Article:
What Donald Trump Said After Breaking His Post White House Silence

Ever since former president Donald Trump left the White House on Jan. 20, 2021, becoming the first president to skip the inauguration of his successor since Andrew Johnson, people have been wondering what he intends to do next as a private citizen. The 74-year-old had been suspiciously quiet as Joe Biden stepped into the Oval Office and revoked his policies on climate change, immigration, and more. Twitter, his former go-to platform, permanently banned him from tweeting on Jan 8. after Trump encouraged the U.S. Capital Riots on Jan. 6. Trump, along with his wife, Melania, moved to Florida and is currently staying at Mar-A-Lago — the resort where he spent 150 days golfing throughout his presidency, according to The Trump Golf Tracker.

Prior to him leaving office, Trump addressed his supporters and hinted that he was planning a political comeback. "Goodbye. We love you," Trump told supporters at Joint Base Andrews in Maryland on Biden's Inauguration Day, per the Associated Press. "We will be back in some form."

It seems like Trump is keeping to his word, as he just broke his silence on what he'll be doing next, albeit without any specific details. Read on to find out what he said.

Donald Trump said 'something' is in the works

In his first public remarks since leaving Washington, D.C., Donald Trump said he will attempt a comeback, but did not state the timeline of when he intends to make his moves. "We'll do something, but not just yet," Trump told journalist Rob Crilly of the Washington Examiner on Jan. 22, 2021. 

Trump, who was known to go on tangents at press conferences during his presidency, made the comment in the Grill Room of the Trump International Golf Club where he was dining with friends, according to the outlet. The comment also marked Trump's "first words to a journalist" since leaving office, but that was all he would say after an assistant rushed in to stop Crilly from asking further questions.

Trump had hinted at a non-consecutive term run for president in 2024 after he lost the 2020 election to Joe Biden, but quickly changed his mind after being told that he had to provide a "new round of financial documents that would make him vulnerable to his ongoing criminal and civil investigations and lawsuits," per Politico.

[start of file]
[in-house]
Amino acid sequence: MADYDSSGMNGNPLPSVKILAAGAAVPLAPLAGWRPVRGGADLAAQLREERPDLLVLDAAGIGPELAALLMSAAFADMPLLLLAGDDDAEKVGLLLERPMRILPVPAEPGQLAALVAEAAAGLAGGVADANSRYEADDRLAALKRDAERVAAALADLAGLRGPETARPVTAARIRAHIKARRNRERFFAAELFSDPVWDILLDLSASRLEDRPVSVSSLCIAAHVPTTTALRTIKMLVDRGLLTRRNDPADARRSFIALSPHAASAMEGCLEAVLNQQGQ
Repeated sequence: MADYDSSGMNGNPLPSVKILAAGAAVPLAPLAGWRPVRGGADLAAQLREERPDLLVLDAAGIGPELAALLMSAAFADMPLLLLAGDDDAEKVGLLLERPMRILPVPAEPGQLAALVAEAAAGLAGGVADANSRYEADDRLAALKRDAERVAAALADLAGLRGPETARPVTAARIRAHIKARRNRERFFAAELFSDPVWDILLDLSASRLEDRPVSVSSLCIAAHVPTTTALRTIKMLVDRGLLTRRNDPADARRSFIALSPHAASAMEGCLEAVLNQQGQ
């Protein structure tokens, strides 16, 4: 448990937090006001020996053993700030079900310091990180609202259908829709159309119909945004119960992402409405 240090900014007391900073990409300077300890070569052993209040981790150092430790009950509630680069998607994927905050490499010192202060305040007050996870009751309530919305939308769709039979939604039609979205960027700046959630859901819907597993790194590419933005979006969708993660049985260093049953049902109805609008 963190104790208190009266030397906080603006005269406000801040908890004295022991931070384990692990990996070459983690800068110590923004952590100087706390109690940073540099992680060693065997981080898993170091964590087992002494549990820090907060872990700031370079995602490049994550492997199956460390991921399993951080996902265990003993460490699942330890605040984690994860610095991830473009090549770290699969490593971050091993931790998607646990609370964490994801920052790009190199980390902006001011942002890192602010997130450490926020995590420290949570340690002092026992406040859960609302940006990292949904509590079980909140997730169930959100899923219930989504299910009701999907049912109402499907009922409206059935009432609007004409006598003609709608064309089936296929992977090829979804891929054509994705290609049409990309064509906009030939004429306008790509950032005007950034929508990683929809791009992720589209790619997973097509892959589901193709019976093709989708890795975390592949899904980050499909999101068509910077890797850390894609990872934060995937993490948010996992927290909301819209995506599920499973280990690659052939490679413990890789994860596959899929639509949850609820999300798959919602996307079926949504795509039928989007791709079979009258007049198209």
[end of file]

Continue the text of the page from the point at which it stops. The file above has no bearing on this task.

Besides his criminal and civil investigations, Trump will also have to overcome the results of his impeachment trial.

The Senate is setting into motion Trump's second impeachment trial

On the same day that Donald Trump made his first remarks about his future plans, Senate Majority Leader Chuck Schumer and House Speaker Nancy Pelosi announced the timeline for articles of impeachment on Trump, saying that his trial will start the week of Feb. 8, 2021, according to ABC News.

If Trump is convicted in the trial, he will lose his presidential privileges, including an annual pension of around $200k, funds for an office and staff, classified security briefings, and personal security, per Vox. In addition to losing those privileges, Trump will also be barred from ever running for office again if at least two-thirds of the Senate voted to convict him. Assuming every Democrat votes to convict him, 17 Republican senators would need to join them for him to be convicted.

Trump doesn't need to fret yet; his post-presidency life so far has been swell, with the former president spending most of his time on the golf course. "He needs a break," an aide told the Washington Examiner. "I think we all hope he just plays golf for a month, but he always has to be on the go."